tijon

Thursday, July 7, 2011

Annick Goutal Sables: fragrance review

Sables flies under the radar amidst the masculine selection chez Annick Goutal, despite the fact that Harrison Ford is supposedly an ardent fan. I guess he's considered "old man" by now and not as hip for a celebrity endorsement. But Sables shouldn't suffer from malrecognition; this is an especially brilliant composition and a unique one at the time of its launch, in 1985. The burnt sugar aspect of helichrysum ~known also as immortelle or everlasting flower~ with its shades of curry, maple syrup and fenugreek aromata make this fragrance one of the most distinctive not only in the Goutal canon, but in general. The onle fragrance more daringly infused with this spicy-caramelic note is Eau Noire in the private line of Dior colognes, composed by Francis Kurkdjian (A scent for which designer Karl Lagerfeld is crazy about!). Asmar by So Oud (launched in 2010) is closer to Sables, although not exactly the same.



Immortelle is an aquired taste for sure. Not everyone feels comfortable smelling like Indian food and helichrysum italicum is called "the curry plant" by some. Still, the initially spicy fenugreek nuances (somewhat mentholated and bitter inky, like in good old Fernet-Branca digestif) in Goutal's Sables are mollified towards the caramelised smoky spectrum; a whiff of pyrazines and malt, for those who appreciate Jeux de Peau by Serge Lutens for instance. The curry note is joined by its conspirator in crime: cumin, with its perceived sweaty aspect, and by a little pepper. Yet one cannot exactly categorise Sables as "dirty", "skanky" or spicy, but rather as smoky sweet and cozy in either winter or summer. In my own personal experience, Sables is a child of the sun and the warmth, and performs best in minute amounts put on the belly or behind the knees in the heat.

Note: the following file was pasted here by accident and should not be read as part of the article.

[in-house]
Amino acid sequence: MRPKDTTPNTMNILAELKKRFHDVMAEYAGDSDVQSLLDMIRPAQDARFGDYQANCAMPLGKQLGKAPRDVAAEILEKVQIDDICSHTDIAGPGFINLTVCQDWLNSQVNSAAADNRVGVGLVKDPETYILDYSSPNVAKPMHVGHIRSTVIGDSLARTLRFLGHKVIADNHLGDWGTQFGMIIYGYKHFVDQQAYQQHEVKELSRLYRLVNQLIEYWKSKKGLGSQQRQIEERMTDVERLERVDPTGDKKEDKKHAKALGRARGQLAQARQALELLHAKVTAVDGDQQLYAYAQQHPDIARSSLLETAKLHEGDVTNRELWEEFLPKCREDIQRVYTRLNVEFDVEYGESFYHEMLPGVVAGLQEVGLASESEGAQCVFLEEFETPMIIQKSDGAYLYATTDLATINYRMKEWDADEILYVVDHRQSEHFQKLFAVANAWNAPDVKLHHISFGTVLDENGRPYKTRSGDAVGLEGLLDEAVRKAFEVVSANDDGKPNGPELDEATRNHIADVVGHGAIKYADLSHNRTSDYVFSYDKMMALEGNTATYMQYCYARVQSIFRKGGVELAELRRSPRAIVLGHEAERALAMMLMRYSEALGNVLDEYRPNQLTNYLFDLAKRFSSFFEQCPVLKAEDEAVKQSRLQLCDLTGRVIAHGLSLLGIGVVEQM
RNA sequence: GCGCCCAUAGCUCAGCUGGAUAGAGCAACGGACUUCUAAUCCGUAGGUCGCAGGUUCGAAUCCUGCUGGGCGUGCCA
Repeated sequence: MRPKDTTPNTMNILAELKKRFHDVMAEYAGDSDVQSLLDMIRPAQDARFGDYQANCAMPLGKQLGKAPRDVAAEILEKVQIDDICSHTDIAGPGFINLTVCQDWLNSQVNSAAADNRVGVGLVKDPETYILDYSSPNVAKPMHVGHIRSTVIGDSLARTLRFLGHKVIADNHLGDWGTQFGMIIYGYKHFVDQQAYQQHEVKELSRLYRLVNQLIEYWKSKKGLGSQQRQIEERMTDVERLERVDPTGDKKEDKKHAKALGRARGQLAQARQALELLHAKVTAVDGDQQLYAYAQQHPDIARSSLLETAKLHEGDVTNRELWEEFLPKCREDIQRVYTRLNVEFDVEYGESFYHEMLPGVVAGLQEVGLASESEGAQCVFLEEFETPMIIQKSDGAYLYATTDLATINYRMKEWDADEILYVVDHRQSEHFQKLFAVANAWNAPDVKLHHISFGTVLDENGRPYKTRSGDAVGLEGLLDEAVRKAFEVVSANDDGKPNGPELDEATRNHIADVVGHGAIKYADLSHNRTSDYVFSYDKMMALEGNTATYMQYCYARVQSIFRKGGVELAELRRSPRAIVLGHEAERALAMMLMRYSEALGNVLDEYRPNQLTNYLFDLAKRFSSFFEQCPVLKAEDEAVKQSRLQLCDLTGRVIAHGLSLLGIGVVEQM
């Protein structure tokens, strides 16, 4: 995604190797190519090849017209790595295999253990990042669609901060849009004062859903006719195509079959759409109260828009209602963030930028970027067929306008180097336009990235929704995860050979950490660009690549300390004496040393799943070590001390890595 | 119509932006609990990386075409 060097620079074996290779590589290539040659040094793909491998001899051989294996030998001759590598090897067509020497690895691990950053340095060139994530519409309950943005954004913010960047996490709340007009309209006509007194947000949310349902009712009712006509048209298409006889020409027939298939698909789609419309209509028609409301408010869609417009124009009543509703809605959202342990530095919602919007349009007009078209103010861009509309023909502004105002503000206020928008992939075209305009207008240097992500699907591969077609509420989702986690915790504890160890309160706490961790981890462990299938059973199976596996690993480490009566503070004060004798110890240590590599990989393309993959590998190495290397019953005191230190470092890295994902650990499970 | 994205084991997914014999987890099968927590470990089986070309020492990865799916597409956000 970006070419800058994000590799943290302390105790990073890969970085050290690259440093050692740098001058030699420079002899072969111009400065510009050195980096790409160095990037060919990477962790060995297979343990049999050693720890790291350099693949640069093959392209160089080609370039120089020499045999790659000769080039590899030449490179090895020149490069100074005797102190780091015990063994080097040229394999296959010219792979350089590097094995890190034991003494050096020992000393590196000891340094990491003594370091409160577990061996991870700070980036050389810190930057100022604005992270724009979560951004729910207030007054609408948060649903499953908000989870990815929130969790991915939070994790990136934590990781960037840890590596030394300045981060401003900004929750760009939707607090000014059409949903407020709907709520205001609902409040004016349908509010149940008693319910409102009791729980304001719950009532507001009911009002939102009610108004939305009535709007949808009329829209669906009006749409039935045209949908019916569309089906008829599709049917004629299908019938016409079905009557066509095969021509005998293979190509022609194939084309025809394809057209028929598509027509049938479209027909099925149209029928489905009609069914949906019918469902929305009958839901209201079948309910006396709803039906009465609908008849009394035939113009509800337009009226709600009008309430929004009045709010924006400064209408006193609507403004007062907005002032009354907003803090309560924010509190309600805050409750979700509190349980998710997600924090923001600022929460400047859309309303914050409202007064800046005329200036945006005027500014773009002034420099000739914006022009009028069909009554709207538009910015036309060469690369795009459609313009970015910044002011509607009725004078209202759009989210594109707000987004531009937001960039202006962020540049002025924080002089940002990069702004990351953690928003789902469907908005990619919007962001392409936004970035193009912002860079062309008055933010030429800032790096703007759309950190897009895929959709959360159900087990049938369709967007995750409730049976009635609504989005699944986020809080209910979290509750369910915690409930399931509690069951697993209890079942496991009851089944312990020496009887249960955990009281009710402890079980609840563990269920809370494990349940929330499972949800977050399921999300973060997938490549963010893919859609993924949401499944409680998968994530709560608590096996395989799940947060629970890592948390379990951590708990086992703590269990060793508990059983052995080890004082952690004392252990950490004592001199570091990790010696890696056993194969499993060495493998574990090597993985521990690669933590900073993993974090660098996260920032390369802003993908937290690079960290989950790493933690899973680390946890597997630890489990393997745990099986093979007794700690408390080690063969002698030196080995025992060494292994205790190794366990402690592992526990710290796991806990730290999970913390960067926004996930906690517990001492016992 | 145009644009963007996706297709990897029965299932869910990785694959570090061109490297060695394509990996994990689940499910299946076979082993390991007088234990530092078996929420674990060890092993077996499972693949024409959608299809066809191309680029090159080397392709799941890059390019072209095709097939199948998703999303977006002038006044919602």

Contrary to the standard perception of Goutal scents being ethereal and fleeting, this one is particularly projecting, leaving a memorable trail and lasts very long, so beware of overdosing. It's definitely not intended to be used solely a masculine, although the saltier quota of male skin brings out the herbal and more ambery facets to the fore (much like in Ambre Sultan), while it's sweeter on women. The longer the fragrance stays on warm skin, the more it manifests those burnt sugar notes allied with milky, woody facets of sandalwood without ever becoming cloying. On the whole, Sables's kinship is more with a Lutensian oriental oeuvre, or a more powerful version of Cuir Béluga by Guerlain, than with the Indian dish intensity of Dior's Eau Noire where immortelle contrasts with the medicinal-caramelic ends of spectrum of natural lavender essence projecting a more rustic, rugged edge. 


Sables saw the light of day after a journey in Corsica, imbued with the warm and spicy scent of wild immortelle. This fragrance is dedicated to men and women whose originality and subtlety make them just as they are–-that is, authentic. Annick Goutal created it especially for her husband, Alain, who played the violoncello, as a memento from a trip to the so-called Island of Beauty, where the scent of immortelle-sprinkled sand dunes had captured her mind.

To me Sables will always stand as the olfactory equivalent of a particular beach in Lesbos Island in Greece. It is a volcanic place, all hot springs and absolutely no fish in the water, a deserted sugar-like fine sandy beach near a fossiled forest. The warmth of the sun schorches the tree trunks laying in the background. A moment of eternity has just been mine and I can see the history of the earth in a long gaze...

Related reading on Perfume Shrine: Annick Goutal news & reviews, Immortelle: perfumery materialPyrazines; maple & caramel notes, interview with perfumer Isabelle Doyen